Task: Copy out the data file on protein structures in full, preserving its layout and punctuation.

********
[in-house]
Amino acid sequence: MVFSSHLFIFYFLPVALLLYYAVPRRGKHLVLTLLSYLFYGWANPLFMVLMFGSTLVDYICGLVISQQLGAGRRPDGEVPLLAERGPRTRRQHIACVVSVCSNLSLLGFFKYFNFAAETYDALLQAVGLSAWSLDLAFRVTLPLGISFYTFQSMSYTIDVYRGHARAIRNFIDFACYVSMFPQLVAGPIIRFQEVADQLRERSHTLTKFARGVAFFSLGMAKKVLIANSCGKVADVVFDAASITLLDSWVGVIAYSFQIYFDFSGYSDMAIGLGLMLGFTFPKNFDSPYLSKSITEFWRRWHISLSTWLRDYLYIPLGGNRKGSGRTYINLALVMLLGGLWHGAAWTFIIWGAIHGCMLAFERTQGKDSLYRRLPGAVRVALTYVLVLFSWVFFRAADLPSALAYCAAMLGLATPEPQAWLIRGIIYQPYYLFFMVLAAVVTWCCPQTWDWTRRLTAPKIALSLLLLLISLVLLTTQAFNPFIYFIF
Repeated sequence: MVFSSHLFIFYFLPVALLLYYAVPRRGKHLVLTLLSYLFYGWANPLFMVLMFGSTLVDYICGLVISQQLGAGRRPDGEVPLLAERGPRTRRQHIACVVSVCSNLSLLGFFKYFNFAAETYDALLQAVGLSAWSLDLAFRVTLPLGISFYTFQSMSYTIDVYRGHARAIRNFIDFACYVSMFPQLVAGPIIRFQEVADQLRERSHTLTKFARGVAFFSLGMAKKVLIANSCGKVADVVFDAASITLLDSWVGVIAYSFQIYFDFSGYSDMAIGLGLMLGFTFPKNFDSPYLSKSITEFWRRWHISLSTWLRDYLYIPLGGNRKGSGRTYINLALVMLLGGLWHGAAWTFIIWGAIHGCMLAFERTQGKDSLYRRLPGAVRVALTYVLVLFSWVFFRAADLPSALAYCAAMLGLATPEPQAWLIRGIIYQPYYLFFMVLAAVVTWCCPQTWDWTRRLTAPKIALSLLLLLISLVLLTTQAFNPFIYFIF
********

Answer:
[in-house]
Amino acid sequence: MVFSSHLFIFYFLPVALLLYYAVPRRGKHLVLTLLSYLFYGWANPLFMVLMFGSTLVDYICGLVISQQLGAGRRPDGEVPLLAERGPRTRRQHIACVVSVCSNLSLLGFFKYFNFAAETYDALLQAVGLSAWSLDLAFRVTLPLGISFYTFQSMSYTIDVYRGHARAIRNFIDFACYVSMFPQLVAGPIIRFQEVADQLRERSHTLTKFARGVAFFSLGMAKKVLIANSCGKVADVVFDAASITLLDSWVGVIAYSFQIYFDFSGYSDMAIGLGLMLGFTFPKNFDSPYLSKSITEFWRRWHISLSTWLRDYLYIPLGGNRKGSGRTYINLALVMLLGGLWHGAAWTFIIWGAIHGCMLAFERTQGKDSLYRRLPGAVRVALTYVLVLFSWVFFRAADLPSALAYCAAMLGLATPEPQAWLIRGIIYQPYYLFFMVLAAVVTWCCPQTWDWTRRLTAPKIALSLLLLLISLVLLTTQAFNPFIYFIF
Repeated sequence: MVFSSHLFIFYFLPVALLLYYAVPRRGKHLVLTLLSYLFYGWANPLFMVLMFGSTLVDYICGLVISQQLGAGRRPDGEVPLLAERGPRTRRQHIACVVSVCSNLSLLGFFKYFNFAAETYDALLQAVGLSAWSLDLAFRVTLPLGISFYTFQSMSYTIDVYRGHARAIRNFIDFACYVSMFPQLVAGPIIRFQEVADQLRERSHTLTKFARGVAFFSLGMAKKVLIANSCGKVADVVFDAASITLLDSWVGVIAYSFQIYFDFSGYSDMAIGLGLMLGFTFPKNFDSPYLSKSITEFWRRWHISLSTWLRDYLYIPLGGNRKGSGRTYINLALVMLLGGLWHGAAWTFIIWGAIHGCMLAFERTQGKDSLYRRLPGAVRVALTYVLVLFSWVFFRAADLPSALAYCAAMLGLATPEPQAWLIRGIIYQPYYLFFMVLAAVVTWCCPQTWDWTRRLTAPKIALSLLLLLISLVLLTTQAFNPFIYFIF